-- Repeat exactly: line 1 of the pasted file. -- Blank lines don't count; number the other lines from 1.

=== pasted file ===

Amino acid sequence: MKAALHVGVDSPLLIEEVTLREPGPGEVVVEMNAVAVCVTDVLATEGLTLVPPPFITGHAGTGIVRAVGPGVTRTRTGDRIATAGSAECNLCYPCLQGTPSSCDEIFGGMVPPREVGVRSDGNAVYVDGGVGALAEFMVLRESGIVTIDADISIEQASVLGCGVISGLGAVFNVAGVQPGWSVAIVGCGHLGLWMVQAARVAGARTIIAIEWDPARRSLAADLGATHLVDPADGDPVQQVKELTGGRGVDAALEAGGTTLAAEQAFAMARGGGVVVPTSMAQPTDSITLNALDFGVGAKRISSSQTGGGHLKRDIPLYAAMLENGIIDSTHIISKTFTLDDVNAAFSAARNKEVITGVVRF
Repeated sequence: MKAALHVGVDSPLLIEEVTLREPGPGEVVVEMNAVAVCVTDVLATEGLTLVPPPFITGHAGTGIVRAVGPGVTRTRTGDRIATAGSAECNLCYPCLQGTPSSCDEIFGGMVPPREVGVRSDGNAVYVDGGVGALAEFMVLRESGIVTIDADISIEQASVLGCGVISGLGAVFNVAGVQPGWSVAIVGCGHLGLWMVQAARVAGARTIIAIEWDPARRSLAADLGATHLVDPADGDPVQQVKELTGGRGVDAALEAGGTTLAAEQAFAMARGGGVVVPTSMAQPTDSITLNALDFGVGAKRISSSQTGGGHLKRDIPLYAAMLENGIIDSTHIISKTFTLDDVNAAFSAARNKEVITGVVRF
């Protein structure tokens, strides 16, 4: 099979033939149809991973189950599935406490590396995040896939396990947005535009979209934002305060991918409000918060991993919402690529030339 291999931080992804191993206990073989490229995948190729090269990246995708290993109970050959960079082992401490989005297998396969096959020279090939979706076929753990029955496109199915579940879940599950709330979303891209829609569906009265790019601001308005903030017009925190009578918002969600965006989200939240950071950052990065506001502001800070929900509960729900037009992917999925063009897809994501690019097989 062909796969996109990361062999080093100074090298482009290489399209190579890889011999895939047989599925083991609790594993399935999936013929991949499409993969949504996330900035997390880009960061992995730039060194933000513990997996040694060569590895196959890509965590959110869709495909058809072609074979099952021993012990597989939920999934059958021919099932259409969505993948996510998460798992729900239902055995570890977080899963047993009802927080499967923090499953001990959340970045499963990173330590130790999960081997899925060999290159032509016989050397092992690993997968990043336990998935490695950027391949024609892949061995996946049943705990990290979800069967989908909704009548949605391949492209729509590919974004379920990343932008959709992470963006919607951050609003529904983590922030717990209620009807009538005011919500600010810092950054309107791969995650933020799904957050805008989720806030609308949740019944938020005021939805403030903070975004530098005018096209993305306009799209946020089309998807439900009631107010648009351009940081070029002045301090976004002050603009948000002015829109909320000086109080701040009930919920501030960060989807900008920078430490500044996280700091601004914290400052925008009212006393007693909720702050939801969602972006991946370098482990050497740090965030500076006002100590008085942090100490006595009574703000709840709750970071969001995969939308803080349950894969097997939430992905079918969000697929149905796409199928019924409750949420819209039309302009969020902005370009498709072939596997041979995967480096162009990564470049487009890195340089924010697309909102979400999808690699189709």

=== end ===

Amino acid sequence: MKAALHVGVDSPLLIEEVTLREPGPGEVVVEMNAVAVCVTDVLATEGLTLVPPPFITGHAGTGIVRAVGPGVTRTRTGDRIATAGSAECNLCYPCLQGTPSSCDEIFGGMVPPREVGVRSDGNAVYVDGGVGALAEFMVLRESGIVTIDADISIEQASVLGCGVISGLGAVFNVAGVQPGWSVAIVGCGHLGLWMVQAARVAGARTIIAIEWDPARRSLAADLGATHLVDPADGDPVQQVKELTGGRGVDAALEAGGTTLAAEQAFAMARGGGVVVPTSMAQPTDSITLNALDFGVGAKRISSSQTGGGHLKRDIPLYAAMLENGIIDSTHIISKTFTLDDVNAAFSAARNKEVITGVVRF